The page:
STERLING: The future of the republic is at stake, and I, as a lifelong Republican, cannot conscience the idea of having every lever of government be with the Democratic Party right now when they have said they are going to pack the Supreme Court and do other things that I have spent my entire life fighting. My first Republican campaign was 1985 for Senator Mack Mattingly's reelection. We lost. I've been fighting for these values my entire life, and I'm not going to leave my party. I'm going to fight to make my party the party that it needs to be.

SHAPIRO: Just briefly, what do you see as the long-term impact of people like the president and two senators attacking the integrity of voting?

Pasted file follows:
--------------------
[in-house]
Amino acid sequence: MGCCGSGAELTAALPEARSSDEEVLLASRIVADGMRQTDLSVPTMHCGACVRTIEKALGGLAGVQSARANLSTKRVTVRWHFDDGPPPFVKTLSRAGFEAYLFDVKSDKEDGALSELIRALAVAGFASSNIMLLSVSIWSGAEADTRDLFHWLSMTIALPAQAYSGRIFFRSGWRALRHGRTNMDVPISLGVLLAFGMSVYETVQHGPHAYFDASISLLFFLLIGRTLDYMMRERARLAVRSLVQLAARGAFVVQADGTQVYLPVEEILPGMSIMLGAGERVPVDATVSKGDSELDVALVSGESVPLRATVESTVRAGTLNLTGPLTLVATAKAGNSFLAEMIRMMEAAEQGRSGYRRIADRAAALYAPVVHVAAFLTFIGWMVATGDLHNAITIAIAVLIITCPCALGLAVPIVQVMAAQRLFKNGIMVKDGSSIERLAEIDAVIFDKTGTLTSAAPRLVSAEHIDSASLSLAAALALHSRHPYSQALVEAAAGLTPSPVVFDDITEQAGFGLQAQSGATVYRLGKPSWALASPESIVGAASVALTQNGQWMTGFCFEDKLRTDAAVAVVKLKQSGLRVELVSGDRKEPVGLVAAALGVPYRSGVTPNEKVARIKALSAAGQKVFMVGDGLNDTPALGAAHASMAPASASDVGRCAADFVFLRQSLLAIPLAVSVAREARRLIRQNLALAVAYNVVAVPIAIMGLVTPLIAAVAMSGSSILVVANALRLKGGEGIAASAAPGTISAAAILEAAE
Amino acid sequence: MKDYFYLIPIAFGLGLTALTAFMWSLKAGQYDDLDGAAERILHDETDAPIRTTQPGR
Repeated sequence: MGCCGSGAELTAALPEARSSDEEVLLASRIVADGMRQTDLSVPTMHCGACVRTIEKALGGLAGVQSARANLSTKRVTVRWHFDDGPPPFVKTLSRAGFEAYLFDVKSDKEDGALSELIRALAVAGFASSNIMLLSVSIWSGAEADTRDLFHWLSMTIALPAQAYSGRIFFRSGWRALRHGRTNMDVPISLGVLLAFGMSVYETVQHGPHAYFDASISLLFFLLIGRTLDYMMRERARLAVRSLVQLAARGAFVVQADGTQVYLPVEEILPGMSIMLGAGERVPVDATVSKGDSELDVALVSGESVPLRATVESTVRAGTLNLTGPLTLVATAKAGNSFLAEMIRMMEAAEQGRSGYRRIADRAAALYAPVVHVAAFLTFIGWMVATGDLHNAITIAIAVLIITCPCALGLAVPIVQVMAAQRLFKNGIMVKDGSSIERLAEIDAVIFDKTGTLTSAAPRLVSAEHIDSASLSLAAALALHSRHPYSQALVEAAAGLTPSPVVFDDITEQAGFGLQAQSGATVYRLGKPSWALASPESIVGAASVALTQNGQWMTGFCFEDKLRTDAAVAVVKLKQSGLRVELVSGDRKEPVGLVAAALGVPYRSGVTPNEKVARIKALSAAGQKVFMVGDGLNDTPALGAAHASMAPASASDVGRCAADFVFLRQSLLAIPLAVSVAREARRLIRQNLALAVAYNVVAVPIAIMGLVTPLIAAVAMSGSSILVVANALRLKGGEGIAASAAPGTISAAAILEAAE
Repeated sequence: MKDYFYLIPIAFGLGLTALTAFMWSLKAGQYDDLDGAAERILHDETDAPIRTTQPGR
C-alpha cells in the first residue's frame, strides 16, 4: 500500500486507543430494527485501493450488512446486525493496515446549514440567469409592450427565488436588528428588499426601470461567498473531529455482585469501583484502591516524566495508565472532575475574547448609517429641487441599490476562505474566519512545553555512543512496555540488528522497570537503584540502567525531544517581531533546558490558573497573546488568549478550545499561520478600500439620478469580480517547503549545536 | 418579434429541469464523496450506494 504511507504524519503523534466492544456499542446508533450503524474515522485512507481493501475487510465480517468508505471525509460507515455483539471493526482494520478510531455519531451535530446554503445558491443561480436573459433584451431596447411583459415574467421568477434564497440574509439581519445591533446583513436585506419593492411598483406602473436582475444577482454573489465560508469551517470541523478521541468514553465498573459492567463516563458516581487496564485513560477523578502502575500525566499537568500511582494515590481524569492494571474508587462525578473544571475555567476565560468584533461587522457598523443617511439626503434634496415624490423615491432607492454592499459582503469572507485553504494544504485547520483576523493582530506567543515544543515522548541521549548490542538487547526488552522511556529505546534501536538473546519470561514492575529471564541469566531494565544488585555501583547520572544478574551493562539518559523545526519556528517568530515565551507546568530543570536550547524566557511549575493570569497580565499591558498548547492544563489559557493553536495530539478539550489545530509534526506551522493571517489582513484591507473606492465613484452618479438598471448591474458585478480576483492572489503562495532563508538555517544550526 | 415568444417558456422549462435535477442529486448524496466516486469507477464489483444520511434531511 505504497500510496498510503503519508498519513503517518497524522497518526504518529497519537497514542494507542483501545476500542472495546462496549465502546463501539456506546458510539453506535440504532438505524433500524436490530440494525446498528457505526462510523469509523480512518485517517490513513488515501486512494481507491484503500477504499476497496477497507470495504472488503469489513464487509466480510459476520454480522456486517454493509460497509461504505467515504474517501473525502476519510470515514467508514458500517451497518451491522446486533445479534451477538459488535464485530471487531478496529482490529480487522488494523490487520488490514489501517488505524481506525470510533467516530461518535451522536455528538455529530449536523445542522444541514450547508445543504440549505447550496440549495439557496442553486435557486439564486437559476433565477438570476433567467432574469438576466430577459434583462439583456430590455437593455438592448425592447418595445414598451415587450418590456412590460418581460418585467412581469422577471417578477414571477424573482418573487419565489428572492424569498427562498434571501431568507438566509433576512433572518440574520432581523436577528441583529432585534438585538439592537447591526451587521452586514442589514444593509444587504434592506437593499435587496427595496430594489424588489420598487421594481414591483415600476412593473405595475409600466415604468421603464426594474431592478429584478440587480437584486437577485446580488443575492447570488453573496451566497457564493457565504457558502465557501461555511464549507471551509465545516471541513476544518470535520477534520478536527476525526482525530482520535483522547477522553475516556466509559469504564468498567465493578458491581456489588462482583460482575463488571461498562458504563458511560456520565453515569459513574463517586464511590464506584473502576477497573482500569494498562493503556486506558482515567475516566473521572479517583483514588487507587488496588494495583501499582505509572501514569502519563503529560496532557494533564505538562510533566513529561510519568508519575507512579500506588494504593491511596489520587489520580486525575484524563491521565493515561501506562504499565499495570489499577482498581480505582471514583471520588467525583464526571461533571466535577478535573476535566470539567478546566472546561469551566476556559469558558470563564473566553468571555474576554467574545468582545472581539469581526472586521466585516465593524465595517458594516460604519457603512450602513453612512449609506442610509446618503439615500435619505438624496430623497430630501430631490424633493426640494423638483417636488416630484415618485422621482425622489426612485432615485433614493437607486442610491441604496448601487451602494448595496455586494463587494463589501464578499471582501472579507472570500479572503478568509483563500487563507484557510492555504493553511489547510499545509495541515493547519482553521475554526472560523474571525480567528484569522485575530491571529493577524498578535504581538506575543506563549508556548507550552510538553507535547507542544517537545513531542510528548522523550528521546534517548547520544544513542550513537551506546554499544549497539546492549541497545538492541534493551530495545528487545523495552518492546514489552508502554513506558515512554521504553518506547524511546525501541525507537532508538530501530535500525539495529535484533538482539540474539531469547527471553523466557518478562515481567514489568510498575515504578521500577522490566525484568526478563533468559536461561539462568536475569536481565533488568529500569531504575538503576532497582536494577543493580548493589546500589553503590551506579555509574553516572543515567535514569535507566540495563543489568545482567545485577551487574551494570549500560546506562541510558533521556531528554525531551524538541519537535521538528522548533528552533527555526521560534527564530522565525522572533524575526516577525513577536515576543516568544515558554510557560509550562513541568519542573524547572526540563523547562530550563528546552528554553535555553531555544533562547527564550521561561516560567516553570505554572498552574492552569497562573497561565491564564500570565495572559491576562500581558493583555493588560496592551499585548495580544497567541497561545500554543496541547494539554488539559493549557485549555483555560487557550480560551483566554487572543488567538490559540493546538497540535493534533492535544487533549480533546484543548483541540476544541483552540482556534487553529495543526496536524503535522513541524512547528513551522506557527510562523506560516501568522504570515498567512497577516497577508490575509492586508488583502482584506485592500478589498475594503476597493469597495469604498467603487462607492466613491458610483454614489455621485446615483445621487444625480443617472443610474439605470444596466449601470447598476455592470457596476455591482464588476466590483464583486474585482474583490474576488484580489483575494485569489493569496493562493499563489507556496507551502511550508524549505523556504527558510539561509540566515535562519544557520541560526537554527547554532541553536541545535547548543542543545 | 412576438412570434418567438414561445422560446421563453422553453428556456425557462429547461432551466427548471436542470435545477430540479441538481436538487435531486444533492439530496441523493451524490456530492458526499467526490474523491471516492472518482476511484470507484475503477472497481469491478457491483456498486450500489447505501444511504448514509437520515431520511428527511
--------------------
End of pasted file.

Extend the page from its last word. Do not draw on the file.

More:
STERLING: This started in 2018, when Stacey Abrams said, I'm not conceding. I don't believe in the vote. It's being continued by President Trump in 2020, saying, I don't believe the vote. It's undermining people's faith in the democratic institutions that keep the republic sound, and all those institutions are there and need to be supported.

SHAPIRO: Republican Gabriel Sterling manages Georgia's voting system implementation.

Thank you for speaking with us today.

STERLING: Thank you, Ari. Transcript provided by NPR, Copyright NPR.

More Stories